A year after Florida flipped from blue to red and helped Republican Donald Trump to his stunning presidential victory over Democrat Hillary Clinton, President Trump has a 41 percent approval rating in a new poll of Sunshine State voters.
While Trump is under water by 6 points in Florida, that’s considerably better than his nationwide numbers. The RealClearPolitics.com average of national polls shows a net negative of 17.9 points for the president, with 38.7 approving and 56.6 percent disapproving.
Trump won Florida in November 2016 with 49 percent of the vote to Clinton’s 47.8 percent.
Trump’s latest approval numbers are slightly better than the FAU poll found in August, when 37 percent of voters approved and 47 percent disapproved.
FAU’s online poll of 500 voters, conducted Nov. 2-5, has a 4.5 percent margin of error. FAU says the poll was conducted “using an online sample supplied by Survey Sampling International using online questionnaires and via an automated telephone platform using registered voter lists supplied by Aristotle, Inc.”
The poll’s sample is 33.3 percent Republican, 32.3 percent Democrat and 34.3 percent independent. Actual Florida voter registrations are 37.5 percent Democrat, 35.4 percent Republican and 27.1 percent no party or minor party.
The poll contains some good numbers for Republican Gov. Rick Scott, who is expected to challenge Democratic Sen. Bill Nelson next year.
Scott is viewed favorably by 49 percent of Florida voters and unfavorably by 39 percent. His handling of Hurricane Irma rated good to excellent by 72 percent of voters, with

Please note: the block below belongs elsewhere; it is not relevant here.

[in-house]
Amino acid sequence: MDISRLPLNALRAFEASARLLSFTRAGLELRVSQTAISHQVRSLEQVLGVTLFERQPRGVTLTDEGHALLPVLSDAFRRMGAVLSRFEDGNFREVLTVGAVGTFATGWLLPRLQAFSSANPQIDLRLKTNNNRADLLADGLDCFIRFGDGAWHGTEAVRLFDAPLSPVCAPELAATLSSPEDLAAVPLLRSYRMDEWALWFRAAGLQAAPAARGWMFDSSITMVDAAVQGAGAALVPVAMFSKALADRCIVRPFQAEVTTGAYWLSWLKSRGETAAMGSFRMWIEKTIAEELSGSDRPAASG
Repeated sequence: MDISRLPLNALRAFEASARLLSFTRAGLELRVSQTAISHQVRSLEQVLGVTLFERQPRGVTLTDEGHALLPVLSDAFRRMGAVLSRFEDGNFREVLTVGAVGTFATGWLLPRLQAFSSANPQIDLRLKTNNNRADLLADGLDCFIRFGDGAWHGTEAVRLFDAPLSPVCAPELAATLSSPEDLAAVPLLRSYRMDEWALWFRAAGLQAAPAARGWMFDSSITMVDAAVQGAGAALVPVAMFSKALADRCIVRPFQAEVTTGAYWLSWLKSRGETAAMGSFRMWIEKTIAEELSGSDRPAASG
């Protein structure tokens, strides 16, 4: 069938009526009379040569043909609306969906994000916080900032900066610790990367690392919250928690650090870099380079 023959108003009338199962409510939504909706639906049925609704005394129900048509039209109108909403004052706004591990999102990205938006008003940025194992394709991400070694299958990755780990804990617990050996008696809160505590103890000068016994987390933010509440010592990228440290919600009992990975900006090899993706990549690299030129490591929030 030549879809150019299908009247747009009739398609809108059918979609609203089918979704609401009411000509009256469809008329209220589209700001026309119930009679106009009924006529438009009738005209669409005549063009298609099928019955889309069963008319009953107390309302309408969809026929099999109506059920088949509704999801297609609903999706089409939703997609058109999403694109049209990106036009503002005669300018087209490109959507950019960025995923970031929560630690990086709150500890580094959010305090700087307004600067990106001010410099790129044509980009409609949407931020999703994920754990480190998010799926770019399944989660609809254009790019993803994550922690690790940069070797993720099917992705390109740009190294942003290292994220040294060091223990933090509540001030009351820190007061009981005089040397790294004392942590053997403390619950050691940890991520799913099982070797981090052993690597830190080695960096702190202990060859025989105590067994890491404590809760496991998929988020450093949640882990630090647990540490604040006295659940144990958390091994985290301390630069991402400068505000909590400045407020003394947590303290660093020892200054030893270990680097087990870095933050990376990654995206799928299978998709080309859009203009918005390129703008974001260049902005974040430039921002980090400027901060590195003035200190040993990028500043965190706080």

57 percent saying it will help him if he runs for Senate.
Three-term incumbent Nelson is viewed favorably by 45 percent and unfavorably by 22 percent.
Two-thirds of Florida voters say Gov. Rick Scott did a good or excellent job of handling Hurricane Irma, according to a new Mason-Dixon poll, and likely GOP Senate candidate Scott is highlighting the storm in a new TV ad by his political committee.
Mason-Dixon’s telephone survey of 625 registered Florida voters, conducted Oct. 17-19 with a 4 percent margin of error, found 35 percent grading Scott “excellent” and 31 percent “good” for his Irma performance. Twenty-five percent said Scott’s handling was “fair” and 4 percent gave him a “poor” rating.
Nearly nine out of ten Republicans and 62 percent of no-party voters give Scott high marks, while 49 percent of Democrats say the governor was good or excellent and 47 percent rate him fair or poor.
Scott, facing term limits as governor, is expected to challenge Democratic Sen. Bill Nelson next year.
While Scott has received positive reviews so far for his handling of Hurricane Irma, Nelson has called for an investigation— and other Democrats have been outright critical — of Scott’s response to a Broward County nursing home where 14 deaths have been blamed on the facility losing its air conditioning during the storm.
“Floridians are fed up with Scott’s self-serving administration and at a time when he should be focusing on the state’s recovery and answering questions about his role in the tragic deaths of 14 seniors at the Hollywood Hills facility, he’s once again thinking of himself, his brand and damage control. For Floridians who are still struggling with the expensive and horrific impact of Scott’s failure to prepare and respond to this disaster, his ad campaign is tone deaf and another reminder that he is only ever looking out for himself,” said David Bergstein of the Democratic Senatorial Campaign Committee.